With me back in Shanghai and Mache’s spiritual quest concluded with spectacular results, things were much better for Layabozi. My sinful ways were still not wholly reformed, however, when I went to the Kanye West concert at Shanghai Gymnasium on October 3rd. Part of why I didn’t write about it then was that it ended up feeling like such a non-event. It had two strikes against it in being a hip-hop show and a Shanghai stadium show. There was a period in my life when I went to a hip-hop shows pretty frequently, and while there were many excellent performers, as a genre it seems to have the highest incidence of acts who make good albums but have no idea what they’re doing in a live performance situation. The problem with stadium shows in Shanghai is that the crowds are undemonstrative which is compounded by the lack of standing room at the front of the house. Kanye’s show dodged my worst fears on both fronts, without totally dispelling them. He seemed a confident and capable performer and the sound wasn’t as bad as at the last stadium show I went to here—the ill-fated Bjork show. There was some standing in front, but it still felt pretty empty, eventually doing China West in. Besides that, I’m not sure I can really file the lack of excitement in the audience itself under Hip-Hop Problems, because Kanye is really a pop star more than a rapper or hip-hop performer at this point. Apparently the show was scaled down significantly as a spectacle compared to the same tour in the States, but it was basically an opportunity for fans to say “wow, I can’t believe I’m singing along to my favorite songs as part of a medley.” He was professional and the lights looked reasonably cool, but that was pretty much it.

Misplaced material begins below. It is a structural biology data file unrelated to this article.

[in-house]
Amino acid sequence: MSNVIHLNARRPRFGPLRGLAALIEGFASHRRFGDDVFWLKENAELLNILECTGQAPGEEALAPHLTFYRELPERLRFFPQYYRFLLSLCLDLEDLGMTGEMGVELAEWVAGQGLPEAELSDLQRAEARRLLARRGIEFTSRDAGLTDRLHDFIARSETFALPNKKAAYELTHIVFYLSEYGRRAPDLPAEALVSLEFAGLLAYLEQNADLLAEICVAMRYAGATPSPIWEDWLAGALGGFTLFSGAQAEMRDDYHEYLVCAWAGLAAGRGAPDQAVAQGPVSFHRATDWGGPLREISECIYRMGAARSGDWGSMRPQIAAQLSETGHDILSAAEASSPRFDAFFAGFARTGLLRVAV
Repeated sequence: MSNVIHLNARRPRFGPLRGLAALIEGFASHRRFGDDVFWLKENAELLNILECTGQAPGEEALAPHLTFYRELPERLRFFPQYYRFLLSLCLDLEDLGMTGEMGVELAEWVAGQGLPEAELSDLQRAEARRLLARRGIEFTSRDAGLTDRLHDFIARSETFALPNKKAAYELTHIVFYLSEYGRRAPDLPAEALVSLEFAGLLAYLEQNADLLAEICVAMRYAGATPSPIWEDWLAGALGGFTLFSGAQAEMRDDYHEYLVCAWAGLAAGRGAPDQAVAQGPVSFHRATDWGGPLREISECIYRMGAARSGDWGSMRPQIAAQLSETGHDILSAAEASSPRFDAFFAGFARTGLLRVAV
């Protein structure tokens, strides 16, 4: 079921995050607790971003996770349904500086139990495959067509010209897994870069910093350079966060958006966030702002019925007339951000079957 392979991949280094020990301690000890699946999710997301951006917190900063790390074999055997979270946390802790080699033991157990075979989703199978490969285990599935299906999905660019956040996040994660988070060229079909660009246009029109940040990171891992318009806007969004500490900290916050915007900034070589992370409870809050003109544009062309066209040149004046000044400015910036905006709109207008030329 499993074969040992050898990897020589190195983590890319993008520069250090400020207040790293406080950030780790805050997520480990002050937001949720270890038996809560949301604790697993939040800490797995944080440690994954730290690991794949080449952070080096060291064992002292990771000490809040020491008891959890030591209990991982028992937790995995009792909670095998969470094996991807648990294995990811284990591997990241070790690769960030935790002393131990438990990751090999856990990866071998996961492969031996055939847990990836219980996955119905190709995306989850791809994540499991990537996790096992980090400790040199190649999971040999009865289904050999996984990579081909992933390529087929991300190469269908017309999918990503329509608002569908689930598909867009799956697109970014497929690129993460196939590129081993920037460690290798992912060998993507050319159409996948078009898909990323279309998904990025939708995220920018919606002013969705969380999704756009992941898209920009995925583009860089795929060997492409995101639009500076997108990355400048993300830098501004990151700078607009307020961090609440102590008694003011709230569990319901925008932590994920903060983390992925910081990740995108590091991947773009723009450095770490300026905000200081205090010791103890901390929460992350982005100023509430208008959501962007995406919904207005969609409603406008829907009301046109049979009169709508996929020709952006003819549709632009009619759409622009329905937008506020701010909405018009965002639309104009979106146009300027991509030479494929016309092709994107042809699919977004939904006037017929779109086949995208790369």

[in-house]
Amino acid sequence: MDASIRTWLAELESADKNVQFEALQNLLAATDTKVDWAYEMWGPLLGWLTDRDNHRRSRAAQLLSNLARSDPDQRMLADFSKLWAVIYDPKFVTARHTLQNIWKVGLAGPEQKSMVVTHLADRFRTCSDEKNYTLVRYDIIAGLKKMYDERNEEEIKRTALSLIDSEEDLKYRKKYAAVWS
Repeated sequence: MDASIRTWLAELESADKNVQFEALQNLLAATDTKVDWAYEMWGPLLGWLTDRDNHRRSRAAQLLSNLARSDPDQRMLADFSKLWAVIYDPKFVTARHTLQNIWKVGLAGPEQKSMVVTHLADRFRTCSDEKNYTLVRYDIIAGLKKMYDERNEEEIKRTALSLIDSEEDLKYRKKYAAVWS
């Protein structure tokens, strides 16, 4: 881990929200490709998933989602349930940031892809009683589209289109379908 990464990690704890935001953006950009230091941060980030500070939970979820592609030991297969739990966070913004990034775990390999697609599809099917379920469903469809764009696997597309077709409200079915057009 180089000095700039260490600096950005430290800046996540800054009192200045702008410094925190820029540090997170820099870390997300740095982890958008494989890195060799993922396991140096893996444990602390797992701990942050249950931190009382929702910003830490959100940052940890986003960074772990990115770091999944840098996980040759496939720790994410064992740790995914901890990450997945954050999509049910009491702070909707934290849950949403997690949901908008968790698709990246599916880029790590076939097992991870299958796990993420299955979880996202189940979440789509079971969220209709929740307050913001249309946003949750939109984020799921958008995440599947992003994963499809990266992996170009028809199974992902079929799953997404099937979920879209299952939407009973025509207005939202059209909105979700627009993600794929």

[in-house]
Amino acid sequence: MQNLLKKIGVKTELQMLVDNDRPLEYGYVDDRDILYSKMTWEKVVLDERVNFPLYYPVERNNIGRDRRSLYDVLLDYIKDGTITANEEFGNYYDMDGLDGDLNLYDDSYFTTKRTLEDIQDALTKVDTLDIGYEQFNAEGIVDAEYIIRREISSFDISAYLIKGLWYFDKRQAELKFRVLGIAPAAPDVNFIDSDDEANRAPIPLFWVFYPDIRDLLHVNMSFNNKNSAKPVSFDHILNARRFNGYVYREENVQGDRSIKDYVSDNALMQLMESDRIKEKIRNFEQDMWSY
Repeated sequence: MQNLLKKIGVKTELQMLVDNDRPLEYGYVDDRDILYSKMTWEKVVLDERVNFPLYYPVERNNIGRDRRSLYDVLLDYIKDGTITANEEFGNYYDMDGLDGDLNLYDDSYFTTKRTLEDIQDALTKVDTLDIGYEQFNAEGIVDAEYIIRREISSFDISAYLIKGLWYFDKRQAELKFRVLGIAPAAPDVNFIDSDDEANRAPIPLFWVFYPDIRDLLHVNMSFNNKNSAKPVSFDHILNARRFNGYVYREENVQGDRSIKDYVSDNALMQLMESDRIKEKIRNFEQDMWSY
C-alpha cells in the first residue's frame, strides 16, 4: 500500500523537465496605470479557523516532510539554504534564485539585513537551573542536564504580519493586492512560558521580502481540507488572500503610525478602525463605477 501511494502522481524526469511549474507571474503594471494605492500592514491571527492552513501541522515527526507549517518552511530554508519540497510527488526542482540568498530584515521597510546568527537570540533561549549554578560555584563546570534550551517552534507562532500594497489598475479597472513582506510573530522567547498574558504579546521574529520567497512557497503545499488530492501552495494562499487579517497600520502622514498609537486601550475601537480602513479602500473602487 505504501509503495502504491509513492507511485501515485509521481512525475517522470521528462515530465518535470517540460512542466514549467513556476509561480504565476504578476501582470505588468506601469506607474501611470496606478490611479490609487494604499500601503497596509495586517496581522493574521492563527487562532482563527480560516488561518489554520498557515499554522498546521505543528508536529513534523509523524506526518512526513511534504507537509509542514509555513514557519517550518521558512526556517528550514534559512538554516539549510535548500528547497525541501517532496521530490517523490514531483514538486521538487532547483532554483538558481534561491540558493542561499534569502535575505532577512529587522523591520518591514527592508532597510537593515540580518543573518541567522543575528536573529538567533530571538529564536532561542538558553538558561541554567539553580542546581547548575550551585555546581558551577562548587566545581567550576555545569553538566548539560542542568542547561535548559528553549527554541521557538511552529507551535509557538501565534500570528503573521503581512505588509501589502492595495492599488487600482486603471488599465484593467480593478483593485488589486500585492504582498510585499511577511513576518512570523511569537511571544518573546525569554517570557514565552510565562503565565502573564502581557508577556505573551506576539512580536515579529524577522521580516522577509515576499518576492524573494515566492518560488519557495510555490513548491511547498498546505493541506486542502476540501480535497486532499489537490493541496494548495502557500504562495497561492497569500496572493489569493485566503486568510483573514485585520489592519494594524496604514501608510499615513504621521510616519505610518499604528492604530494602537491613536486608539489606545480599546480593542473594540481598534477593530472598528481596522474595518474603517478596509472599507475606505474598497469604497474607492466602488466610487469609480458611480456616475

So Happy New Year! May the next stadium show be better, and we will be 牛B together!

Photos (from top):

Dac, Minh, and Kris from minhjazzvietnam.com

Sax ‘n Art Jazz Bar by Bart Brownell

Lao Jia by Sophie Grimes

Kanye West by Bryan Ma

Link:

A little write up on Sax ‘n Art and Montana Jazz Club, featuring addresses and practical information

As for Lao Jia, I can’t find any info on the web. It’s on Jianshe Rd. up the hill from 121 (yieryi) avenue, past the railroad tracks

Kanye Doesn’t need links